Engel-Schmidt added that some might describe the proposed budget as “boring”, given that it “doesn’t bring a shower of presents”.

Key points from the proposed budget are outlined below. The proposal will go into negotiations with other parties in parliament before being voted through in its final form.

Inflation assistance to lower income groups 

Last year saw the highest inflation rate for 40 years in Denmark, and the effects will still be felt in 2023 even if the inflation percentages themselves are less severe.

Although the government wants to “step on the brakes”, it has still set aside 2.4 billion kroner for financial assistance to people vulnerable to rising prices.

Some 1.1 billion kroner will be spent on 5,000 kroner “cheques” for elderly persons who receive social welfare. People who have high medicine costs and students who receive subsidies because they must provide for others, such as single parents (SU-forsørgertillæg) are also among groups to be assisted with the inflation spending.

READ ALSO: Danish government agrees inflation package for vulnerable families 

‘Acute plan’ for hospitals

An agreement with regional health authorities on an “acute” spending plan to address the most serious challenges faced by the health services has already been agreed, providing 2 billion kroner by the end of 2024.

The agreement was announced by the government along with regional and municipal officials in February.

READ ALSO: What exactly is wrong with the Danish health system?

‘Lower than ever’ reserve fund

A so-called “negotiation reserve” (forhandlingsreserve), a pool of money in the budget that can be allocated at a later date based on agreements between parties, has been significantly cut to 200 million kroner.

A 2023 budget proposal from August last year, which was not adopted due to the election, had the fund at 600 million kroner. The reserve has been as high as 1.5 billion kroner in the past, according to broadcaster DR’s report on Thursday’s proposal.

The previous, single-party Social Democratic government was reported to favour mental health services and the elderly as areas which could benefit from the fund in 2023.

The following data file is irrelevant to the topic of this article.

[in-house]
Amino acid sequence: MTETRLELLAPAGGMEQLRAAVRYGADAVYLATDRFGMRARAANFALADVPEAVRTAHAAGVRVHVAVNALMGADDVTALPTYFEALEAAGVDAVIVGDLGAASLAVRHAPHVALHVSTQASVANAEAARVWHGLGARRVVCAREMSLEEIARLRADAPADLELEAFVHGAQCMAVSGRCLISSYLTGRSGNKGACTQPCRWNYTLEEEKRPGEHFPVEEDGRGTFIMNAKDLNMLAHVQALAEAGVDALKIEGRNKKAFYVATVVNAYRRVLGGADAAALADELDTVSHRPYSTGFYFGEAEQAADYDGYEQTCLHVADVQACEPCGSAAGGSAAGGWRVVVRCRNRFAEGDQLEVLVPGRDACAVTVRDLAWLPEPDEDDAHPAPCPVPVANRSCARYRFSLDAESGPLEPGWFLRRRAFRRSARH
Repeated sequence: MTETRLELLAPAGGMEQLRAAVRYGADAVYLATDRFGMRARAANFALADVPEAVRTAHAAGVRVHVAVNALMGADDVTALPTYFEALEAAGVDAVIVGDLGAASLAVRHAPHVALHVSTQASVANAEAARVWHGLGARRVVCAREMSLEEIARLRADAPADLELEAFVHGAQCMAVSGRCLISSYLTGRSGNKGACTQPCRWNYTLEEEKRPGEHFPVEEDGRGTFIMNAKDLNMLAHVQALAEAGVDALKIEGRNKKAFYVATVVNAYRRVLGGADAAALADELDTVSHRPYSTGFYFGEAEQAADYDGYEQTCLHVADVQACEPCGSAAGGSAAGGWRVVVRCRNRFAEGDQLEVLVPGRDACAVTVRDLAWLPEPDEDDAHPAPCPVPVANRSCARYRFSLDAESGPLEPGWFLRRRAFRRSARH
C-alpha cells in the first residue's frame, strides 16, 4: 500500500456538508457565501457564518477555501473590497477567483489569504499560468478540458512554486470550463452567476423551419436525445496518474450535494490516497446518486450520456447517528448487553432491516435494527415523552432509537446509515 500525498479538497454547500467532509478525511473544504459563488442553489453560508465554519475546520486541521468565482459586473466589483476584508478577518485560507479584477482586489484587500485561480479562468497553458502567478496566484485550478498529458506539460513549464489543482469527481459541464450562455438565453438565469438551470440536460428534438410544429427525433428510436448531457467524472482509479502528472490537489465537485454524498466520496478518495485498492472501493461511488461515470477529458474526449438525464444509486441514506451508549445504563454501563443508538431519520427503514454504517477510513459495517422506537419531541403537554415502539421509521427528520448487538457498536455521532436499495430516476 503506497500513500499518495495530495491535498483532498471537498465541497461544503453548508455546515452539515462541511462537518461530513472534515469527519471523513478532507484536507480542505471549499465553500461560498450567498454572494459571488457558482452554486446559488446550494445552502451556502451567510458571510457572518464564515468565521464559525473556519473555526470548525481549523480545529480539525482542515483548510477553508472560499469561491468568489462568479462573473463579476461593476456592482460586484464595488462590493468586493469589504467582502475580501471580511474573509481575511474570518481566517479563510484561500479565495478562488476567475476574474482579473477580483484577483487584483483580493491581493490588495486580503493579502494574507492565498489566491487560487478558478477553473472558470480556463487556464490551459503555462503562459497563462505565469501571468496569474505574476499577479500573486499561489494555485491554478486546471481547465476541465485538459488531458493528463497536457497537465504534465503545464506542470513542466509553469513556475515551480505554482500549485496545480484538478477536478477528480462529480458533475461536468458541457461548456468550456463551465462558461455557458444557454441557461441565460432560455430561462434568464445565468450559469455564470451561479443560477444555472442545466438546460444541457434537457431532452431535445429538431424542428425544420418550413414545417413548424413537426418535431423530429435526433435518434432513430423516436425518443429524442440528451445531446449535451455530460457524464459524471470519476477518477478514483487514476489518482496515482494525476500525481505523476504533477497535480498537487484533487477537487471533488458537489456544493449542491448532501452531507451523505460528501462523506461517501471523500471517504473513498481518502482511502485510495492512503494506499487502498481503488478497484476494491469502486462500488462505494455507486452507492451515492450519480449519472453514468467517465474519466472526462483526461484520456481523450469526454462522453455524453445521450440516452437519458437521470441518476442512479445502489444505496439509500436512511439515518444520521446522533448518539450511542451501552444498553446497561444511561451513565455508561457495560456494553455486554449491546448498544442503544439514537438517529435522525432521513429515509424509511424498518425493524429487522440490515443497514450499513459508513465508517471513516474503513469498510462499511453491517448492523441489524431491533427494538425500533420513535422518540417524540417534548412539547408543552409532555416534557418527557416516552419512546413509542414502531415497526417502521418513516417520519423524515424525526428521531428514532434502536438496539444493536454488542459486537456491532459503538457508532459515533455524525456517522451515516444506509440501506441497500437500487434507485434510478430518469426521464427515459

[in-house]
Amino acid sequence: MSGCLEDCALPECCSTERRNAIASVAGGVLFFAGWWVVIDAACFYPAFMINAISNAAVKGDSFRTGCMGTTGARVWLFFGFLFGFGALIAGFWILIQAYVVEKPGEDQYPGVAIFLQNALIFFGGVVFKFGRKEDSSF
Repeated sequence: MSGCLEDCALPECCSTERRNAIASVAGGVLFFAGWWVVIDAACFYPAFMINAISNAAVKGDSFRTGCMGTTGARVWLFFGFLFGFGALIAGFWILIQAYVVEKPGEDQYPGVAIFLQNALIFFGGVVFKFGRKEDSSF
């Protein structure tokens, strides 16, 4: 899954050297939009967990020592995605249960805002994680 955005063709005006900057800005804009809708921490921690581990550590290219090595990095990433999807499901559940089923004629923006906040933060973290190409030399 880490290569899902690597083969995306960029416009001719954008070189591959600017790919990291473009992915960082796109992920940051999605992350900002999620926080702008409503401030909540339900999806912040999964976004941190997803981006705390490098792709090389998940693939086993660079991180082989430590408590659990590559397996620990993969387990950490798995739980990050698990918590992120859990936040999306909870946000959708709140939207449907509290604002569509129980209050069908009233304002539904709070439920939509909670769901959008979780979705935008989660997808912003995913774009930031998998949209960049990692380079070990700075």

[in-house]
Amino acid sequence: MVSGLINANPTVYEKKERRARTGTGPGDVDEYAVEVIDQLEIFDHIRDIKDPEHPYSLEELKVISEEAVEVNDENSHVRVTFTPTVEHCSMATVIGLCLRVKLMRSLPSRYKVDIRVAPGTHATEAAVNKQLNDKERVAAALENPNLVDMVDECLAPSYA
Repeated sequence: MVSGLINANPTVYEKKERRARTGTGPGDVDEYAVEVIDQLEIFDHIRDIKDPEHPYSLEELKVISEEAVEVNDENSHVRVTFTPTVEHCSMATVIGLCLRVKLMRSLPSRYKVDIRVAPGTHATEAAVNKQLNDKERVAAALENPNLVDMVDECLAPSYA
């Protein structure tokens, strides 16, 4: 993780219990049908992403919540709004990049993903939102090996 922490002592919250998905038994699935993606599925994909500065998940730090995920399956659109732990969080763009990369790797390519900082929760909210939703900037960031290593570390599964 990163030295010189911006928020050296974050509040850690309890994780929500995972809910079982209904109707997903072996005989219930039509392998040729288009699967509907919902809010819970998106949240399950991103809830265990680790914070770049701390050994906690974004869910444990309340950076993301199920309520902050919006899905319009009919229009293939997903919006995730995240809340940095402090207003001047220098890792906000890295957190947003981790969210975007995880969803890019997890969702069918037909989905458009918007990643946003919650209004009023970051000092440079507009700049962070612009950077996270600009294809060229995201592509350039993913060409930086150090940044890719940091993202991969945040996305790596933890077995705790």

The lower amount is partly due to the shorter timescale of this year’s budget. The 2024 budget will be proposed and passed in late 2023 under the regular timetable.

“There are still things we can prioritise but we are asking you to take responsibility to get Denmark through while inflation is still a major challenge,” Wammen said.

Spending on courts system

Some 32.2 million kroner has been put aside to specifically target a reduction in waiting times for court dates, DR writes. The money is part of a larger amount, 185 million kroner, to be spent on the courts.

Denmark’s courts system has in recent years seen a rising number of criminal cases and lengthy processing times.

Broadband internet to get boost in rural spending

The “broadband fund” or bredbåndspulje will get an additional 100 million kroner to improve coverage in areas that still have patchy connection.

Another 100 million kroner will go into the landsbypulje or “Village Fund”, giving rural municipalities funding for demolition or renovation of deteriorated buildings.


A majority in parliament has already voted in favour of a seven-billion kroner fund in 2023 to help Ukraine defend itself against the Russian invasion.

The fund will be spent on Danish military, civilian and commercial assistance to Ukraine.

Part of the spending is funded by Denmark’s international development budget, while over 5 billion comes from spending an increased portion of the national GDP on the 2023 budget.

READ ALSO: Denmark announces seven-billion kroner Ukraine fund